The fact that this street goes nowhere is the reason I like to walk here, to tread the loop, to allow walking to become noticing, passing now the deep ravine that plunges between the backyards, a crack in the land so dark and rough it seems to come from the age of glaciers. Whiteness glints down there where someone has hung clothes on a line, there are plant pots scattered about, piles of bracken and broken barrels, and then the overgrown green hole in the earth, perhaps going down to the creek or even farther, to the planet’s core.

Recently, a friend of mine, a resident of the Friendly City for many years, expressed her surprise at how often people move back to this place. They attend one of the universities, go away, then return. They work here for a few years, stray, then retrace their steps. I said, “There must be a magnet in this valley.” Maybe it’s here, buried in the ragged gorge in the middle of this circular neighborhood, pulling all things toward it, lending an undertone of iron to the tart, nutritious, vegetable scent of the grass.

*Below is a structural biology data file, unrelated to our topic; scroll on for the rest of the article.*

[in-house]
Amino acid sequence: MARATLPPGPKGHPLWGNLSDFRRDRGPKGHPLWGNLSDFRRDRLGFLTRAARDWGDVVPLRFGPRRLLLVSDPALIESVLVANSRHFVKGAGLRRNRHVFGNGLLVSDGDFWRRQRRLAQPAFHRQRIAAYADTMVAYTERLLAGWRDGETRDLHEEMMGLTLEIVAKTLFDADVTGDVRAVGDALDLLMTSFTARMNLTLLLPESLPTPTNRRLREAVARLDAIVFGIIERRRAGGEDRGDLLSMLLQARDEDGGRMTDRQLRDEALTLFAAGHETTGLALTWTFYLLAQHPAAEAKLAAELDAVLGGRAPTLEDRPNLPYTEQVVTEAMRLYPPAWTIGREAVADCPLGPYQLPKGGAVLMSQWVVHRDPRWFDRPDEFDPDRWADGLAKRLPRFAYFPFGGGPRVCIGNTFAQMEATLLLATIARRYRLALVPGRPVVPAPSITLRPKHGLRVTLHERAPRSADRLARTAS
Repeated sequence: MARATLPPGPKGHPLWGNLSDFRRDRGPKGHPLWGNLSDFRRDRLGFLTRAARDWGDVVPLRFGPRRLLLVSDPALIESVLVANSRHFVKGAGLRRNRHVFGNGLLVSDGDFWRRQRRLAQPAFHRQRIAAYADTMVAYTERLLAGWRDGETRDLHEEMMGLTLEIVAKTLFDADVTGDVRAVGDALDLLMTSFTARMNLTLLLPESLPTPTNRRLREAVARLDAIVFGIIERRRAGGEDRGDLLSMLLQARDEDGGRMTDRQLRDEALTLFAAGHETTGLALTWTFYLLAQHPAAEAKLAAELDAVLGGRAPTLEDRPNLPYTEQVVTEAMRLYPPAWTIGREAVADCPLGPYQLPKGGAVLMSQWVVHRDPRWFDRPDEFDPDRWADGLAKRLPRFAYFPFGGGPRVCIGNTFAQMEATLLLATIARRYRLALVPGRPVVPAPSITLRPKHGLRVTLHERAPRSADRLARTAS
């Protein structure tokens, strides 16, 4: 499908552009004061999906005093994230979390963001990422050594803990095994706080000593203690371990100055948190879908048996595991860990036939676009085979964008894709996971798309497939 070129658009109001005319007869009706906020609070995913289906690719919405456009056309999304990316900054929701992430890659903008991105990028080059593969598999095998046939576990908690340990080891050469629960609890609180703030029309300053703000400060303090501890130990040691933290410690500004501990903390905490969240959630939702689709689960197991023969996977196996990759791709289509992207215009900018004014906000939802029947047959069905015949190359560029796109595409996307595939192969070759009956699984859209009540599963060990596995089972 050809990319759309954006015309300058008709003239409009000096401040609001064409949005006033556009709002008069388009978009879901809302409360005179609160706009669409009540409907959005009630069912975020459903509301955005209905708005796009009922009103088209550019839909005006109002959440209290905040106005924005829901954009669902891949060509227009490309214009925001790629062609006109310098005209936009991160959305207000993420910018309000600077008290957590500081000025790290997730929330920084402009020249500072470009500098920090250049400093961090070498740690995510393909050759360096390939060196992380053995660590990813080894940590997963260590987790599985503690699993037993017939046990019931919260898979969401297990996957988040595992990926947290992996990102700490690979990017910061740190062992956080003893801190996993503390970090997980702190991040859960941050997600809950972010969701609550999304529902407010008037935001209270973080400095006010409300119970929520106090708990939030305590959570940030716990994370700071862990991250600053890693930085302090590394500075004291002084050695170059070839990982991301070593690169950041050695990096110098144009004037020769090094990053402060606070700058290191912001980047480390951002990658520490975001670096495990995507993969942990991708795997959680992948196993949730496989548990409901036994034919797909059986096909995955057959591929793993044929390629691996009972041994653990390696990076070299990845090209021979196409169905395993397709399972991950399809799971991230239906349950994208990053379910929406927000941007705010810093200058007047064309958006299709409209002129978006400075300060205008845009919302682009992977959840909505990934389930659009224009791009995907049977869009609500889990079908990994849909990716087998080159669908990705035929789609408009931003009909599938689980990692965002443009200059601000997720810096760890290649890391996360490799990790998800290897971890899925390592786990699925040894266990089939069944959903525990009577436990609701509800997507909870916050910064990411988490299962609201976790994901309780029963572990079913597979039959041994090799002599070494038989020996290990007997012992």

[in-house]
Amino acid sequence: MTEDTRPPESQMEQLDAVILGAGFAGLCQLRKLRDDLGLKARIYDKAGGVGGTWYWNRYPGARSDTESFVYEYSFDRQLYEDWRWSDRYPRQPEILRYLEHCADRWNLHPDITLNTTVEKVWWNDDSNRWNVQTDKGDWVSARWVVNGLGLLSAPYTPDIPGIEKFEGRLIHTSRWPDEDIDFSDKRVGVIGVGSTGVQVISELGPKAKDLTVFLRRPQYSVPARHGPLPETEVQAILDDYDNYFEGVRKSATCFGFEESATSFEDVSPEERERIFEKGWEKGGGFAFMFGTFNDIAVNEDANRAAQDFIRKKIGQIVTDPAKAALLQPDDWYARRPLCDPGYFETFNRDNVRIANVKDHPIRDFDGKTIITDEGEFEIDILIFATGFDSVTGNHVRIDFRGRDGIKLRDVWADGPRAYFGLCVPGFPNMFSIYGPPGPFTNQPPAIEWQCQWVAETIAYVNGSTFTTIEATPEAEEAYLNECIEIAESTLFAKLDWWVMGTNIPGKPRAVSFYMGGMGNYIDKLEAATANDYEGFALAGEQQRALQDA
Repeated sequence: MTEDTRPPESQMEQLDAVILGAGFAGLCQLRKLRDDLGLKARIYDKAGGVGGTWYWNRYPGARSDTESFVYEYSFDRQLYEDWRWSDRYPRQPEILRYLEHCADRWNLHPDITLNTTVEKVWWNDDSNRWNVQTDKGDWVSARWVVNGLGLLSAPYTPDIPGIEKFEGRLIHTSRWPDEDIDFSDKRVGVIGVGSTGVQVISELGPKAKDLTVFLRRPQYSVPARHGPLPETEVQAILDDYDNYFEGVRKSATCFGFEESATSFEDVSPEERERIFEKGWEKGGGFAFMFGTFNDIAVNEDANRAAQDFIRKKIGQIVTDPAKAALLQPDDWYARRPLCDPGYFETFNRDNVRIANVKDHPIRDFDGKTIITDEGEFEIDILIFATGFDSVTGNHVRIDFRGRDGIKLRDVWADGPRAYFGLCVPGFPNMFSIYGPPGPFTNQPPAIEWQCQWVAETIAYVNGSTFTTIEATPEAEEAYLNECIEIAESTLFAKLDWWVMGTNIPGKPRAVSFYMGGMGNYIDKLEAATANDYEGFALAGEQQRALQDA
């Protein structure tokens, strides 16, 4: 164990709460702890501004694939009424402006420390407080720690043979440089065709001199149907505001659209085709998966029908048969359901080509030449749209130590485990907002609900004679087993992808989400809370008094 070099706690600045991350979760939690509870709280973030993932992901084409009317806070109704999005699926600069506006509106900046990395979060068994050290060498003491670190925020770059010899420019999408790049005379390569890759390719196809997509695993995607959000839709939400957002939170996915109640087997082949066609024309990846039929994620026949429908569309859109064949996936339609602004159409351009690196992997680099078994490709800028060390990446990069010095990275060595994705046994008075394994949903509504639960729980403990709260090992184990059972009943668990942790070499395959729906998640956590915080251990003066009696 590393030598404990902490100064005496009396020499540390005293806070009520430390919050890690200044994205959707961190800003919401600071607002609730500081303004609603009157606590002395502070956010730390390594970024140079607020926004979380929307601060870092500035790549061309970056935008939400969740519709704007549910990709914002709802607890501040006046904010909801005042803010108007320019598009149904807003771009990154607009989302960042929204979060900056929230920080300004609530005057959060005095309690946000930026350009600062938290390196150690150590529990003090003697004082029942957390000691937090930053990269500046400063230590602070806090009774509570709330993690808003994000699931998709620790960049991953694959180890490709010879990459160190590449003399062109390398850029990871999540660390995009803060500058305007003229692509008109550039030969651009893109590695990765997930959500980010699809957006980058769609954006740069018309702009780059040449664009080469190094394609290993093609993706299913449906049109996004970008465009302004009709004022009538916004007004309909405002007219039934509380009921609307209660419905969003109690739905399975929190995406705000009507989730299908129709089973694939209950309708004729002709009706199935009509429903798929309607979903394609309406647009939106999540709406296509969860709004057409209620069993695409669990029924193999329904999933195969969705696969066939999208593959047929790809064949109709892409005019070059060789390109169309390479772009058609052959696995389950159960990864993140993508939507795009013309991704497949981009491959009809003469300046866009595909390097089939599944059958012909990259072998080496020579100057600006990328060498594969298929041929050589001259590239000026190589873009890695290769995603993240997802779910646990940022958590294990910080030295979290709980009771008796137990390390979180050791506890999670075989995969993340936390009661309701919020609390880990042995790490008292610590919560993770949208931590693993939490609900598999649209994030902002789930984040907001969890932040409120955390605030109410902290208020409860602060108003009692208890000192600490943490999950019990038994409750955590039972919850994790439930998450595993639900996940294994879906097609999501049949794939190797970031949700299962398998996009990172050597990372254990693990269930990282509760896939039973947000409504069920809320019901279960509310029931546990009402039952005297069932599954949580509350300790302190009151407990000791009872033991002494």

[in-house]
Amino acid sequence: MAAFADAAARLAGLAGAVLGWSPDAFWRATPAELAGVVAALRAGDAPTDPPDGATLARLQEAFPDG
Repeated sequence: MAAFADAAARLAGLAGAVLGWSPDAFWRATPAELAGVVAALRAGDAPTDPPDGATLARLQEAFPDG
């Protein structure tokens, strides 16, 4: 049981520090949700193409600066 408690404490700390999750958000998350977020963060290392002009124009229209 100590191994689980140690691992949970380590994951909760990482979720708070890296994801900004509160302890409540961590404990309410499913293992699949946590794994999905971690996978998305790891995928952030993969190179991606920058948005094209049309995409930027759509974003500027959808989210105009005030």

The valley itself is a loop, a circle. As I complete my own, smaller loop, returning to the lawn of the inn, I wonder if it’s true, as Clarice Lispector suggested, that small places enlarge what we bring to them. Maybe it’s what we build in such places—the grooves of habit, the deep familiarity with objects in a restricted space—that creates a kind of magnetism, filling things with significance so they exert a pull on the mind. This weathered old barn on the grass of the inn yard—how often I’ve stood near it, seeing it covered with snow, masked by twilight so that the silhouette of a man on horseback printed on its side fades to smoke, or, as now, lit up by the sun so that the torn flag in the window releases a ghost of its former red.